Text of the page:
The basic idea is to put a containment box over the oil well. The box is constructed from intermodal shipping containers (aka TEUs — twenty foot equivalent units). It can be assembled on the ocean floor. The TEUs can be welded into modules of two or more on the surface to save time.
The illustration is somewhat misleading, because it gives the impression that the TEUs are intact inside. In fact, most of the TEU interior walls will be cut away to allow liquid (water or oil) to freely circulate within the interior. TEUs can be cut with conventional handheld power saws. This of course will be done above water by humans because that will be much faster and cheaper than doing it underwater by ROV.
The roof is covered with relief hatches. The design is very simple. If the pressure is great, it pushes the hatches up and the pressure is relieved. Approximately 4000-5000 square feet of hatch area is available. Assuming that the well head is approximately 8 square feet, this would be a reduction in pressure by a factor of 500 or more. Thus, if the wellhead is at 5000 psi, the relief hatches would have a pressure of only 10 psi. The pressure will go up if you close the hatches without venting through the valves.
There are 32 riser hook-up valves along the walls. At a gusher rate of 4,800,000 gallons per day, this would be 150,000 gallons per day per valve, and a flow rate of only 1.8 gallons per second per valve. Each valve is one foot wide, which would indicate a linear flow rate of about four inches per second.
The market rate for TEUs is $1300, so that the 160 TEUs used in the device would cost $210,000. Assuming that one TEU is welded per hour per ROV, and that two ROVs are involved in welding, the entire structure can be assembled within 80 hours, or just over three days.
A great advantage of the cap housing is that it exerts no back pressure on the well. Thus it will not cause greater leakage in seabed fissures.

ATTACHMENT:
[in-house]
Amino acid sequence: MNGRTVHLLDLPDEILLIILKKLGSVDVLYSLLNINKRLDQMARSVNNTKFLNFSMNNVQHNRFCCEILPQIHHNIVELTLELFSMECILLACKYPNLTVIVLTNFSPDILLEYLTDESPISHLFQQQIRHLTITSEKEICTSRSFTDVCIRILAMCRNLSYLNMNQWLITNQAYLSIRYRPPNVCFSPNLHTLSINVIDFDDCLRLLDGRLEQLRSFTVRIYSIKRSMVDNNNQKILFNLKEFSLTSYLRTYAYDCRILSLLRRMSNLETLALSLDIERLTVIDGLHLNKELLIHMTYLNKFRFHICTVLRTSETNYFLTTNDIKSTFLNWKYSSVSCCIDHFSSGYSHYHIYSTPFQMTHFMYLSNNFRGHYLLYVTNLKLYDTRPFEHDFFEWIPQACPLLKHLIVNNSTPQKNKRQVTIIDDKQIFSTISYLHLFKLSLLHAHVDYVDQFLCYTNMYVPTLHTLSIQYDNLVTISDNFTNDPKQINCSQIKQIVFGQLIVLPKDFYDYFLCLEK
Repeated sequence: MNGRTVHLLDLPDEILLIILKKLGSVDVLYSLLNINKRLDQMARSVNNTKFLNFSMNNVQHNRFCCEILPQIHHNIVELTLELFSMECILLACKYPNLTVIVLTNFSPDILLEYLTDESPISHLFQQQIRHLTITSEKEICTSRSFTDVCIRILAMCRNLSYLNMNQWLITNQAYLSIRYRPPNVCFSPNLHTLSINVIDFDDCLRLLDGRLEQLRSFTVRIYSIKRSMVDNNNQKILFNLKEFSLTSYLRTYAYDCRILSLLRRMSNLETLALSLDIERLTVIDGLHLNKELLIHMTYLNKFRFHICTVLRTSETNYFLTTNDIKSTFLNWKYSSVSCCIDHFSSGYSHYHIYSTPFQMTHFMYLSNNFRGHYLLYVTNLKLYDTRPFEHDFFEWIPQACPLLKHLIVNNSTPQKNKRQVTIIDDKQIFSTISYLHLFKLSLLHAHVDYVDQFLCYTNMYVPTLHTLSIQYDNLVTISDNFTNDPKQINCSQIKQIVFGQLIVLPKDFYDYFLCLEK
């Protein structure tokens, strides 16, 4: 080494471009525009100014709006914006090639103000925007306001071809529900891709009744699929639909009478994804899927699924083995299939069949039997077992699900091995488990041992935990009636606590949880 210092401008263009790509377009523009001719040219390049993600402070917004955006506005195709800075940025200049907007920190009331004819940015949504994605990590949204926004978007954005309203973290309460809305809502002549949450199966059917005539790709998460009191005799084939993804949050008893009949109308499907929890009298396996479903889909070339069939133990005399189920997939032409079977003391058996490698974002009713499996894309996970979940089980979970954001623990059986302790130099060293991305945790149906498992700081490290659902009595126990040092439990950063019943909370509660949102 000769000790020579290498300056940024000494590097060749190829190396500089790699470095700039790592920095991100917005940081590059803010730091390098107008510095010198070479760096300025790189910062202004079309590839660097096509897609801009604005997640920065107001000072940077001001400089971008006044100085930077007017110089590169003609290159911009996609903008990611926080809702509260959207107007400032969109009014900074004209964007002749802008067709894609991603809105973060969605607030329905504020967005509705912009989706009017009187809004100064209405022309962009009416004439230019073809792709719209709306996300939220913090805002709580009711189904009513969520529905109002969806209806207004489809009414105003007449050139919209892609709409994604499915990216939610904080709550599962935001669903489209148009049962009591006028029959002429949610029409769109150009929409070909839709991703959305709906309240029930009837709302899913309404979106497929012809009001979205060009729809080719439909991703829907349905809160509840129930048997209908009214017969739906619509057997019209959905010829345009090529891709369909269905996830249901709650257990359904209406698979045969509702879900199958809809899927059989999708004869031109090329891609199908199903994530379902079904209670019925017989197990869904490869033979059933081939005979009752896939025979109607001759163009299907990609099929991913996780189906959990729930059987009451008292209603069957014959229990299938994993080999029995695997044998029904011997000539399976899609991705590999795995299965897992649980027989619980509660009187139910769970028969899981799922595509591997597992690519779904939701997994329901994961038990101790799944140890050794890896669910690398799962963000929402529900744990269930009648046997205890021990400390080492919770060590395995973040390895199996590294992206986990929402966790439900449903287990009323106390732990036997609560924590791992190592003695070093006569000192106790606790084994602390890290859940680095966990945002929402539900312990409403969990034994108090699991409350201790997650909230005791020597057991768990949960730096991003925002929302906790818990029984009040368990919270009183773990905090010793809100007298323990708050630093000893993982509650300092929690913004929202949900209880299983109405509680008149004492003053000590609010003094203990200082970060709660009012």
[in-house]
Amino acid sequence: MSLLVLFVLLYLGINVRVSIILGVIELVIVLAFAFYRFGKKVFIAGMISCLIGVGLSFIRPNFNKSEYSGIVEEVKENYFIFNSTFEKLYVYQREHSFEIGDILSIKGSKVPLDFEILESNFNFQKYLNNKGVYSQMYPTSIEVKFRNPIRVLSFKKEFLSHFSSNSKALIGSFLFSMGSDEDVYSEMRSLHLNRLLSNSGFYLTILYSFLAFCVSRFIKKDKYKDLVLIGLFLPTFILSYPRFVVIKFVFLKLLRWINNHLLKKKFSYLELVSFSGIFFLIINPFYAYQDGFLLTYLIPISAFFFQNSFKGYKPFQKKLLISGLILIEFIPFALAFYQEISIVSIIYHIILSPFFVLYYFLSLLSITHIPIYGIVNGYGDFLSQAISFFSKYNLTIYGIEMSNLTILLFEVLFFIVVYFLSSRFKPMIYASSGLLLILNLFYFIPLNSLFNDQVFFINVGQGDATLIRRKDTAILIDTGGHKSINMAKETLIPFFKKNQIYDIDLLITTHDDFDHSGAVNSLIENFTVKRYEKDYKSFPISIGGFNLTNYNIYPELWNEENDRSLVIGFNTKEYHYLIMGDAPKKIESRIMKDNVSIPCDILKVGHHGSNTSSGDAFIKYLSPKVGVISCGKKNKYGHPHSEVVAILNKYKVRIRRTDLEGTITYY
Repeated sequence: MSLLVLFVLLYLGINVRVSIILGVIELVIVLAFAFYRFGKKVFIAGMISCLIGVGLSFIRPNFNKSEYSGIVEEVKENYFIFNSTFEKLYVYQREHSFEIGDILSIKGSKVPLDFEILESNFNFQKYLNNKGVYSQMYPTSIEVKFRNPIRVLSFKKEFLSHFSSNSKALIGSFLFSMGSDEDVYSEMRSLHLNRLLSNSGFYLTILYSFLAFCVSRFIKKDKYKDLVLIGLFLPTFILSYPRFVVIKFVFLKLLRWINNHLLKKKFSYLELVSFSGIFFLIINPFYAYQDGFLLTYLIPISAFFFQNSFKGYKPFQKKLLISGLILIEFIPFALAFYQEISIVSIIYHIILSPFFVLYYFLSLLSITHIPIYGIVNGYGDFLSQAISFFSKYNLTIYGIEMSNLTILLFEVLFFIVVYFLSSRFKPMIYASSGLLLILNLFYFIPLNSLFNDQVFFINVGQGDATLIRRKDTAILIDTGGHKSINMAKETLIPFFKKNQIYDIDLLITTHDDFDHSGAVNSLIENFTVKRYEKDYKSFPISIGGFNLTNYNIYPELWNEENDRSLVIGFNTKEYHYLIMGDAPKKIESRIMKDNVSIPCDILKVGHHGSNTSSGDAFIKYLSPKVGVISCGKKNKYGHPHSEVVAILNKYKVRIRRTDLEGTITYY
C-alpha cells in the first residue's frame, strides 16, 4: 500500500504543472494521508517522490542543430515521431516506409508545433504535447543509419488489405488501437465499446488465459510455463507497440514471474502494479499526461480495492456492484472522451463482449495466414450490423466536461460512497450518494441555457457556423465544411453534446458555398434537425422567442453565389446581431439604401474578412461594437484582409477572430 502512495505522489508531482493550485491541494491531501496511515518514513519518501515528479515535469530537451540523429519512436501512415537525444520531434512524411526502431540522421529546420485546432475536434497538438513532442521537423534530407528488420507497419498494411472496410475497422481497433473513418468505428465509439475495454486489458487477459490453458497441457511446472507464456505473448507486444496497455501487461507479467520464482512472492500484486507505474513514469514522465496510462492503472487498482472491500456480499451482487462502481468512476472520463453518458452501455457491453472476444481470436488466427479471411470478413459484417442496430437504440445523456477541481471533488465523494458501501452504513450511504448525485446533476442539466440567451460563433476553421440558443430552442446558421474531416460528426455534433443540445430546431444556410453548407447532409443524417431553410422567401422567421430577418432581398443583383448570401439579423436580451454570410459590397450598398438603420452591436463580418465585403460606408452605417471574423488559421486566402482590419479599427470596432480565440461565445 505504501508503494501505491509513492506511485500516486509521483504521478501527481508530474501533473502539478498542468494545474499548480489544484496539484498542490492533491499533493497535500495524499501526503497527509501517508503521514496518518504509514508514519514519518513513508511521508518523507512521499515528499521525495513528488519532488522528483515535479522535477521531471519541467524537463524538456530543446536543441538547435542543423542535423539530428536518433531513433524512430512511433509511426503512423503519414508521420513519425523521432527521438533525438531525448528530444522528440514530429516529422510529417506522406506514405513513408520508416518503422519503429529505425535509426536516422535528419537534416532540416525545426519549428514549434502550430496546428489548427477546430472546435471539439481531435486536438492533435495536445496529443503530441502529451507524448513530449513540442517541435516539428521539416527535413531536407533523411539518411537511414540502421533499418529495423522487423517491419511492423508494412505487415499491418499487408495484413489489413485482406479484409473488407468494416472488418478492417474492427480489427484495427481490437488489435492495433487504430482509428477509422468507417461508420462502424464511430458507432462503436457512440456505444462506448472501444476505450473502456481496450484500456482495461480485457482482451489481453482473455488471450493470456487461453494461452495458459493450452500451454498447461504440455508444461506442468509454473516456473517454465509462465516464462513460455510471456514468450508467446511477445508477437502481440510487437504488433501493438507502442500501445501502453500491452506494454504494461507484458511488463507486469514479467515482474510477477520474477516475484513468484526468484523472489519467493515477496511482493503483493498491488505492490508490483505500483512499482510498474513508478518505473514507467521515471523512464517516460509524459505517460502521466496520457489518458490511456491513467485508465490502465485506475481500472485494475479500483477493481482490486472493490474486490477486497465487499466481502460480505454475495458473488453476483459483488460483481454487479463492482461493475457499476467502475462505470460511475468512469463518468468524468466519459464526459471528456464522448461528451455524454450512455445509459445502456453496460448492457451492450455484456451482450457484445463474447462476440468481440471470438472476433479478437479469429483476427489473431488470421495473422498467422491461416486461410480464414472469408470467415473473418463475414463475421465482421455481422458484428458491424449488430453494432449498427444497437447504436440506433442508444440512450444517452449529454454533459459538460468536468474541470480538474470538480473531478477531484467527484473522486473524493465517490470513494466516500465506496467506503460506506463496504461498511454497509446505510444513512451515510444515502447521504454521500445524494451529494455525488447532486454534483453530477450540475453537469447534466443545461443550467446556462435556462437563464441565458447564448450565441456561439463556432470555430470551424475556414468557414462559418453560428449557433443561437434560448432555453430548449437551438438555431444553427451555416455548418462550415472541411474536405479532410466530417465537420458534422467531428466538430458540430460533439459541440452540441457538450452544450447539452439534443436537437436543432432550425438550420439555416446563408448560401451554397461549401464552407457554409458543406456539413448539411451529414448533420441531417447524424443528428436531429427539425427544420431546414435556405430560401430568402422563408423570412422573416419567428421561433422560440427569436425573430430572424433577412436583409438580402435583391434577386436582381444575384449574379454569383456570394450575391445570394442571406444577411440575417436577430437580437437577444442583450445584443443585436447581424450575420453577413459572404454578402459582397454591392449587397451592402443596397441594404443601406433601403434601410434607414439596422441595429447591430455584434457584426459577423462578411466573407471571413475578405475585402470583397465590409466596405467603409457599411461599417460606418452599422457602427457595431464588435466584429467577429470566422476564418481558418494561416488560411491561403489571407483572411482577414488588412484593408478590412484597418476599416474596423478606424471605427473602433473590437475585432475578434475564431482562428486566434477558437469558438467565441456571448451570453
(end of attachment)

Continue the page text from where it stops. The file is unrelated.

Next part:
The housing will leak, but this can be resolved over time (ie, days) by caulking the joints. Piling can be driven against the base of the structure to prevent oil leakage from underneath, but as oil floats to the top and only water would be present at the bottom, this should not be a problem.
The housing is not meant to be a pressure containment. Rather, it is meant as a transition from the current gusher situation to a controlled situation where all oil from the well is utilized at the current flow rate. At the beginning of the transition, all the relief hatches on the roof are open and the internal pressure within the housing is equalized with the outside environment. As hookups begin pumping water and then oil from the interior, however, pressure within the housing will decline until the relief hatches close. The relief hatches are simple gravity devices with no moving parts.
Shipping containers are available universally in quantities of thousands.
If at a later date it is desired to seal off the well, the housing can be readily removed by attaching floatation devices, as its total mass is only 400 tons (5000 lbs per container). An air-filled tank of approximately 30 feet diameter would be sufficient to provide neutral buoyancy in the lifting operation.
To summarize: a large oil spill cap/housing constructed from shipping containers.
Advantages: simple, cheap, fast. Safety is maximized because pressure is kept low. Since the initial goal is not to stop up the well but to divert spillage into revenue pumping immediately, it is also the most profitable solution as well.